II. Japan’s Legal Gender Recognition Law
Legal gender recognition in Japan is regulated by the Act on Special Cases in Handling Gender Status for Persons with Gender Identity Disorder (the GID Special Cases Act). The law came into effect on July 16, 2004.
The law requires a diagnosis of Gender Identity Disorder (GID) before any transgender person can apply to secure legal recognition of their appropriate gender. GID is defined in the law as:
A person, despite his/her biological sex being clear, who continually maintains a psychological identity with an alternative gender, who holds the intention to physically and socially conform to an alternative gender.
The process requires the person to receive “concurrent diagnoses on such identification with the opposite gender from two or more physicians equipped with the necessary knowledge and experience to give accurate diagnoses on this matter, based on generally accepted medical knowledge.”
The legal gender recognition decision is made by the Family Court. In addition to providing a certificate attesting to the fact that the individual has been diagnosed with GID, an applicant to the court must meet the following qualifications:
- Be 20 years old or older;
- Be presently unmarried;
- Not presently have any underage children (under 20);
- Not have gonads or permanently lack functioning gonads; and
- Have a physical form that is “endowed with genitalia that closely resemble the physical form of an alternative gender.”
The GID Special Cases Act is the first legal gender recognition procedure Japan has ever had, and its adoption represented a pivotal moment in the Japanese government’s treatment of sexual and gender minorities. However, the procedure established under the law violates the rights of Japanese people who wish to be legally recognized as having a different gender from the one they were assigned at birth.
In 1980, when the American Psychiatric Association published the third edition of the Diagnostic and Statistical Manual (DSM-III), psychiatrists in Japan embarked on translating it into Japanese. Karen Nakamura, an anthropologist, explained that there were “debates over what the proper Japanese term might be for the word “disorder,” which was consistently used in the DSM. The chief candidates were byô, shô, and shôgai.” Shôgai can be translated as “disorder” or disability,” an ambiguity that transgender advocates embraced in 1982 when the DSM-III Japanese version was published. According to Nakamura:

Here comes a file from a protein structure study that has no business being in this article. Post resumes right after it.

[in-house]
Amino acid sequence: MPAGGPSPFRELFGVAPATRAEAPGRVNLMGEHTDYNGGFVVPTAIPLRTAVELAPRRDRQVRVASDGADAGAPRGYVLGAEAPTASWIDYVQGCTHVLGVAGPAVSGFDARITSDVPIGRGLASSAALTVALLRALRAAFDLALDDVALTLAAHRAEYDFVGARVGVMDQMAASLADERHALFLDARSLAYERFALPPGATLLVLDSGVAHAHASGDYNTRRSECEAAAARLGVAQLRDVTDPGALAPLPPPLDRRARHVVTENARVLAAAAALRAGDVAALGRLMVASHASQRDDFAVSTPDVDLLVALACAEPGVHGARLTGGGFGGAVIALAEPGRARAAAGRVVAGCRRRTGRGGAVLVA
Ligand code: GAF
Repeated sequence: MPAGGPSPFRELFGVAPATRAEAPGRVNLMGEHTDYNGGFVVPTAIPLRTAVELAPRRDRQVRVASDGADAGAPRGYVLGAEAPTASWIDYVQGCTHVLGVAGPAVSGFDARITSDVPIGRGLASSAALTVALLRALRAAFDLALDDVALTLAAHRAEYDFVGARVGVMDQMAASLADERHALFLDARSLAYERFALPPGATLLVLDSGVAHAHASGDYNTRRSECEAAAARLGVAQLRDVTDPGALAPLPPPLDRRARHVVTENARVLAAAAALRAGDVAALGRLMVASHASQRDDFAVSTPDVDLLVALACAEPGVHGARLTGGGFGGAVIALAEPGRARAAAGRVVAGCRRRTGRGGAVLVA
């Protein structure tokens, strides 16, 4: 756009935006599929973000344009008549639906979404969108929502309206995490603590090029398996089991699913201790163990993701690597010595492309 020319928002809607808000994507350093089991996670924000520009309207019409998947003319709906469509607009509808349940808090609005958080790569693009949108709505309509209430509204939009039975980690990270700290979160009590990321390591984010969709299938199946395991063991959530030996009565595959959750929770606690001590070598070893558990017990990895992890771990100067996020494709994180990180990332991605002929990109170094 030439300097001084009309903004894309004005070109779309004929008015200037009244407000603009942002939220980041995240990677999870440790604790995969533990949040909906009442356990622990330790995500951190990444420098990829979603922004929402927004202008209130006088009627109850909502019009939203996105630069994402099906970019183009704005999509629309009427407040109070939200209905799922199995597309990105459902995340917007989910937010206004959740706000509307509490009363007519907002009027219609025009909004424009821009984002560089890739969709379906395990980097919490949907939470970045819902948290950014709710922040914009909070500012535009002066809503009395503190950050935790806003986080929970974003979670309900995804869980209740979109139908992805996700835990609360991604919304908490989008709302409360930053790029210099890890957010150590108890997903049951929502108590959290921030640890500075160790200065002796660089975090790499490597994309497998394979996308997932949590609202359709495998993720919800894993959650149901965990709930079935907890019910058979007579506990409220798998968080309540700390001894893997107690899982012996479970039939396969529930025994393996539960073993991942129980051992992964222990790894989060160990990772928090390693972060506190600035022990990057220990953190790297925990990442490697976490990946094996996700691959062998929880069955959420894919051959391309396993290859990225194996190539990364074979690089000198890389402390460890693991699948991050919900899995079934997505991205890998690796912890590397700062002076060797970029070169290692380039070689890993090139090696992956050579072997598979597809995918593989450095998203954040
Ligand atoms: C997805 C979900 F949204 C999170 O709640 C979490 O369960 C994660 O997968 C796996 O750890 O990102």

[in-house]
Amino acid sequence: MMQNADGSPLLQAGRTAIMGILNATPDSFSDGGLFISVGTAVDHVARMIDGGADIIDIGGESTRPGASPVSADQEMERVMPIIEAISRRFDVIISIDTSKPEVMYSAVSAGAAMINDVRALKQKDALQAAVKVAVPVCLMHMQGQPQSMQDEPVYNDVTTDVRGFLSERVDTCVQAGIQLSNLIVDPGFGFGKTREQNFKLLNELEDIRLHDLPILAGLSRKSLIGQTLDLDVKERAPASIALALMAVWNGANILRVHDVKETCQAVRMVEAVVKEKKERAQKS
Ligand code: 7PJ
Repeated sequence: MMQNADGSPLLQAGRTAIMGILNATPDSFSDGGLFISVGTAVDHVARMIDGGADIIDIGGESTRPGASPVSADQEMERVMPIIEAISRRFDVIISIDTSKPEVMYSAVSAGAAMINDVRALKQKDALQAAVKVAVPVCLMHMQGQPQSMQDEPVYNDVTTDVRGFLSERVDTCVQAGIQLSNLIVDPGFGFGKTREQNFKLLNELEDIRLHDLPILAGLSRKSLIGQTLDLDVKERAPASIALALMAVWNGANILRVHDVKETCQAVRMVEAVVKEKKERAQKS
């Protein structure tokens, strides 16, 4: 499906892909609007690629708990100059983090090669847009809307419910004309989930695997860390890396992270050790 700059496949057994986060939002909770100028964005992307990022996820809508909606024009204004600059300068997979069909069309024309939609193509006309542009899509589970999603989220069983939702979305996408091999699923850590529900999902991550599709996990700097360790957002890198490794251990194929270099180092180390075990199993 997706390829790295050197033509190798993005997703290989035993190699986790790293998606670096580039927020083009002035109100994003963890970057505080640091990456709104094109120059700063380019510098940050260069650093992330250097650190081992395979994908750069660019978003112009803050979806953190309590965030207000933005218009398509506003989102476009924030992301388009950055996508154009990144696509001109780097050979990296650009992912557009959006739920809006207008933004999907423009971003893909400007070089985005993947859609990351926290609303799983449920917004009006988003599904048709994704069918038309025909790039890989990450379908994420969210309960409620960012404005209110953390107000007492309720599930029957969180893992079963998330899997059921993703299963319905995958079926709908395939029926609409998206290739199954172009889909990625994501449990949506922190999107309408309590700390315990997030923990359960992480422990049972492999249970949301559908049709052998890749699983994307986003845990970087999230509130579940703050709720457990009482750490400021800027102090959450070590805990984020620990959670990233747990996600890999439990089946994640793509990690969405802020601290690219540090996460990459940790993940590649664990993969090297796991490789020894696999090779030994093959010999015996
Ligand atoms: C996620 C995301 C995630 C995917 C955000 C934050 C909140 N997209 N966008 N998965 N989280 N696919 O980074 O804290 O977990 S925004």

Part of the difficulty is that Japanese medical terminology does not always differentiate between impairment, injury, disorder, disturbance, pathology, and disability when translating these terms as shôgai. In any case, the obfuscation was a happy one for Japanese transsexuals as the DSM-III category of “gender-identity-disorder” became 性同一性障害, seidoitsusei- shôgai.
As the concept of GID entered Japanese medical practice and society, it provided an explanatory framework for transgender people to discuss and disclose their identity and access services. The GID diagnosis also became the basis for related legal developments, which culminated in the GID Special Cases Act. And while there was an emancipatory element in the law’s recognition of the experience of a gender identity that does not correspond with the sex one is assigned at birth, the law itself is contrary to international human rights law and medical best practices.
The GID Special Cases Act, while serving to acknowledge the existence of a population and allowing for their legal recognition, is a formidable barrier for transgender people in Japan. The requirement of a GID diagnosis is unscientific; the requirement of single marital status and not having underage children is discriminatory; and the requirement of surgeries that sterilize amounts to coerced sterilization. As legal scholar Hiroyuki Taniguchi noted in a 2013 article, “the Act reinforces gender binary not only in social contexts, but also at the physical level by requiring surgical intervention when it is not medically necessary.”
Some transgender people may indeed want to undertake all or some of these actions as part of their transition. However, requiring all transgender people to do so is contrary to international law and a violation of transgender people’s basic rights. The law’s requirements are also regressive with regard to international medical and diagnostic standards. As analyzed later in this report, now that neither of the major international medical diagnostic systems acknowledge “GID” or “transsexualism” as a mental disorder, Japan legally mandating that transgender people obtain such a diagnosis amounts
Such a shift may not be insignificant for individuals. As one transgender woman in Tokyo told Human Rights Watch:
I don’t think gender incongruency is a mental disease. However, many have their identity accepted by admitting they have some disorder. If gender incongruence no longer is a disorder, I think there are some who are afraid of losing the way to justify who they are.
However, while the framework may indeed provide a functional and preferred method for some transgender people to seek care and legal status, the requirements in the current law should not be applied to everyone.